Tuesday, December 06, 2011

politics not process

How far and how systemic is the fraud of green energy?  This report on the findings of Ontario's Auditor General offers both insight and depressing clarity:
  • The Auditor-General leaves little to the imagination in his incisive dissection of the government’s top-down, to-hell-with-economics power trip. Even the Cabinet appears to be an after-thought. 
  • In a pointed note at the beginning of comments on renewables, the AG highlights the wilful neglect that continues to dominate electricity policy. “We did not rely on the Ministry [of Energy]’s internal audit service team to reduce the extent of our audit work because it had not recently conducted any audit on renewable energy initiatives.
  • No economic analysis or business case had been prepared.
  • In the belief that politics can defy economics, politicians all over the world are making the big bet that they can overturn the hard rules of supply and demand, the role of prices and the limits of innovation by pushing the right policy buttons. 
  • For a decade to come, Ontario will likely have surplus electricity. Under contracts signed with green-energy producers and others, the government will pay electricity generators billions of dollars to not produce electricity.
Ideology and political manipulation of scientific data are mainstays of ecomyths.  A certain absence of transparency also is common.  But the green energy fraud has reached new heights in the abuse of due process and concomitant assertion of dogma:
  • Mr. McGuinty’s green dream has rapidly become an $8-billion nightmare for Ontario taxpayers and electricity users. Almost no new net power will be generated by all the green-energy projects hastily funded since the bill was passed, but the average residential consumer will see more than $400 a year added to his power bill for a decade to pay for all the bad contracts with and subsidies to eco-friendly power suppliers.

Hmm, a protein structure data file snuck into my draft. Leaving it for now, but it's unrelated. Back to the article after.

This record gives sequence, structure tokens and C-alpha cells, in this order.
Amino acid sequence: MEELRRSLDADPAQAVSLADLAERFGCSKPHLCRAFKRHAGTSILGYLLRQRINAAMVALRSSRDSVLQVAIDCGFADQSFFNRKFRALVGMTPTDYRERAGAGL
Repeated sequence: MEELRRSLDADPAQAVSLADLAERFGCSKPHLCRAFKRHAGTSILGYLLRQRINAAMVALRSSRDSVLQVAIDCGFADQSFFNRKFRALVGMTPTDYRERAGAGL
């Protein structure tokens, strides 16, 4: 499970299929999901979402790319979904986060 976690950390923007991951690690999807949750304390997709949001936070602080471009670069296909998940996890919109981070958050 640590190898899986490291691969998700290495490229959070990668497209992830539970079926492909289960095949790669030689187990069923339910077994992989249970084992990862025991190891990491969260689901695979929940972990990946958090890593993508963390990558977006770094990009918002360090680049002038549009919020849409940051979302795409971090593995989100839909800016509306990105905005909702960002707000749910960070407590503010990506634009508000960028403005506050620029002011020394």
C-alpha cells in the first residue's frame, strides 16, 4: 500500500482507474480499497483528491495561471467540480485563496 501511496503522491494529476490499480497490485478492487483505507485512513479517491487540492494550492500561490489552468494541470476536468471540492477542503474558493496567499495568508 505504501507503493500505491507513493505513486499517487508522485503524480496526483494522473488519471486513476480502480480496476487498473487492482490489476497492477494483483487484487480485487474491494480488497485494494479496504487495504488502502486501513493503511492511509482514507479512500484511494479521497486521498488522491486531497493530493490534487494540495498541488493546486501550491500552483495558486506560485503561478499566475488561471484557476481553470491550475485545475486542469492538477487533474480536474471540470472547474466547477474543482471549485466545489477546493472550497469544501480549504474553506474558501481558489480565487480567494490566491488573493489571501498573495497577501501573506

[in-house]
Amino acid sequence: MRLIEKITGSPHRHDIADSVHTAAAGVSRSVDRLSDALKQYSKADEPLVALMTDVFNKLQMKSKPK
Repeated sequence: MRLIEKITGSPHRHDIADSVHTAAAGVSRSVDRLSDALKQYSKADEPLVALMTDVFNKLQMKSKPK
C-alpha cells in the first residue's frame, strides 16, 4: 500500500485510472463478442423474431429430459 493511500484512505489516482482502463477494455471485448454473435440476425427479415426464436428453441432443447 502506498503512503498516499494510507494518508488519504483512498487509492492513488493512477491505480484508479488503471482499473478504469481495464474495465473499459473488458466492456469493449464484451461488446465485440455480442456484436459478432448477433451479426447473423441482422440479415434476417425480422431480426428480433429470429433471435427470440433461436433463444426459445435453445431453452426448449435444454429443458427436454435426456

• ...the whole scheme was largely designed by environmentalists and green-industry lobbyists — “stakeholders” in the government’s euphemistic rhetoric.

Ontario recently had an election.  The perpetrators of Ontario's green energy commitment were re-elected.  On the surface this would suggest a political mandate in support of their ideas and program.  This is not the case.  Not only did the majority of the electorate not vote for the party that "won" the election, a problem arises from the fact that the use of the franchise is only one check and balance that presumes the government is already in compliance with it's own rules, procedures and processes.  As the Auditor's report spells out, in Ontario at least, the government is completely by-passing even its own cabinet, the house and the party to assert the dictatorial fetishes of an inner elite headed by the Premier.  This is not democracy, it is eco-fascism alive and assertive.

Rex Murphy discusses how the situation in Ontario happened.  He concludes:
  • Green is the easiest virtue. All it takes in most cases for politicians is simply to say the word often enough and whatever they propose — for a time — gets a pass.
  • ...that’s where this green obsession leads. It promotes a policy on its moral virtues, not on its real-life impact. 
  • It also has one other feature that politicians are totally unable to resist: Being totally green, they are able, for once, to posture as forward thinking, daring, innovative — even risk-taking — leaders, champions of the Earth, saviours of “the children.” They get to play Superman and Boy Scout at the same time.
And this picture was published showing a windmill bursting into flames as a result of high winds:

Sometimes a picture really is worth a thousand words.